Prepatellar and olecranon arthroscopic bursectomy.
ABSTRACT Arthroscopic resection of prepatellar and olecranon bursae is a technically feasible operation. It is not more difficult than removing synovium from the suprapatellar pouch of the knee. Although there have been complications, this procedure appears to avoid the problems about the wound described with the open excisional operations for chronic olecranon and prepatellar bursitis.
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ABSTRACT: Operative treatment of prepatellar bursitis is indicated in intractable bursitis. The most common complication of surgical treatment for prepatellar bursitis is skin problems. For traumatic prepatellar bursitis, we propose a protocol of outpatient endoscopic surgery under local anaesthesia. From September 1996 to February 2001, 60 cases of failed nonoperative treatment for prepatellar bursitis were included. The average age was 33.5 ± 11.1 years (range 21-55). The average operation duration was 18 minutes. Two to three mini-arthroscopic portals were used in our series. No sutures or a simple suture was needed for the portals after operation. After follow-up for an average of 36.3 months, all patients are were symptom-free and had regained knee function. None of the population had local tenderness or hypo-aesthesia around their wound. Their radiographic and sonographic examinations showed no recurrence of bursitis. Outpatient arthroscopic bursectomy under local anaesthesia is an effective procedure for the treatment of post-traumatic prepatellar bursitis after failed conservative treatments. Both the cosmetic results and functional results were satisfactory.International Orthopaedics 03/2011; 35(3):355-8. · 2.32 Impact Factor
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ABSTRACT: We treated 31 cases of olecranon bursitis and 19 cases of prepatellar bursitis. The average duration of symptoms before surgery was 1.1 years with a range of 3 months to 4 years. All patients had had preoperative aspiration and injection of cortisone. Patients underwent an arthroscopic bursal resection, removing all the bursal sack that could be seen. The results indicated that 86% of patients after olecranon bursectomy had no pain whatsoever. In the patients with prepatellar bursitis, 66% had no pain whatsoever, but we did note some residual tenderness in 24% of the patients, and 10% had pain on kneeling. There were 2 recurrences; 1 patient had rheumatoid arthritis and 1 repetitive daily trauma to the knee. There were no significant complications.Arthroscopy The Journal of Arthroscopic and Related Surgery 05/2000; 16(3):249-53. · 3.10 Impact Factor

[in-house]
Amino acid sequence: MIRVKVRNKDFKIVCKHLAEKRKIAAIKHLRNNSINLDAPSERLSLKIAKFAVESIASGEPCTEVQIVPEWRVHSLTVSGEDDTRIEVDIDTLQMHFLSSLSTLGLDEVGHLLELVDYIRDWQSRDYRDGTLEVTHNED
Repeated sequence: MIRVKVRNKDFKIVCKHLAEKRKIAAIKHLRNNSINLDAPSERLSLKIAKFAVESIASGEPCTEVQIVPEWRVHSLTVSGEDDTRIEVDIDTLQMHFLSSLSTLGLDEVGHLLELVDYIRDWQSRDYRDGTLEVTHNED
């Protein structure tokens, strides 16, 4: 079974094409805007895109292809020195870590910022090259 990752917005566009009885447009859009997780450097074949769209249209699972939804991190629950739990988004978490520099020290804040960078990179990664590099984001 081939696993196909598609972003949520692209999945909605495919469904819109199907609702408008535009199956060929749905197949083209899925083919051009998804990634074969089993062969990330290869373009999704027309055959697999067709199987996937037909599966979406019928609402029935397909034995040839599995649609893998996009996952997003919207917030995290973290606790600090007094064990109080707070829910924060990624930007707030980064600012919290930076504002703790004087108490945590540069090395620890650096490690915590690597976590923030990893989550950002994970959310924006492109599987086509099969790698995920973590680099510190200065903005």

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ABSTRACT: BACKGROUND: Although traumatic lacerations of the olecranon (OB) and praepatellar bursae (PB) are common entities often associated with complications, no study could be found on this injury. The aim of this study was to survey the current treatment concepts for acute traumatic laceration of the OB and PB in Germany, Austria and Switzerland. MATERIALS AND METHODS: An international online survey was conducted among orthopaedic and trauma surgeons in Germany (TraumaNetwork DGU), Austria (Austrian Society of Trauma (ÖGU) and Orthopaedic (ÖGO) Surgeons) and Switzerland (Swiss Orthopaedic Surgeons and Swiss Society of Infectious Disease (CH)) (n=1967). The survey comprised of five demographical questions, the current treatment concepts were evaluated using a case study. RESULTS: The overall-response-rate was 16% (12-46%). 88% of the responding physicians were male, aged 47.5±10.2 years with a mean working experience of 20.1±10.6 years. 54% of the surveyed physicians were either senior or chief physicians. Treatment concepts varied significantly between DGU and ÖGO/CH (p=0.02/p=0.006), no significant differences could be found between DGU and ÖGU. Generally, German and Austrian trauma surgeons favoured bursectomy (86.7%/90.9%) and immobilisation (68.3%/77.3%). Austrian orthopaedic surgeons performed fewer bursectomies (69.3%) but had the highest proportion for administering antibiotics (73.9%). Less than 50% of Swiss physicians indicated bursectomy as a treatment option. CONCLUSION: Overall, this survey revealed a significant heterogeneity in treatment approaches in Central Europe. Further evidence is needed to identify the best treatment concepts for traumatic lacerations of the OB and PB.Injury 09/2012; · 1.93 Impact Factor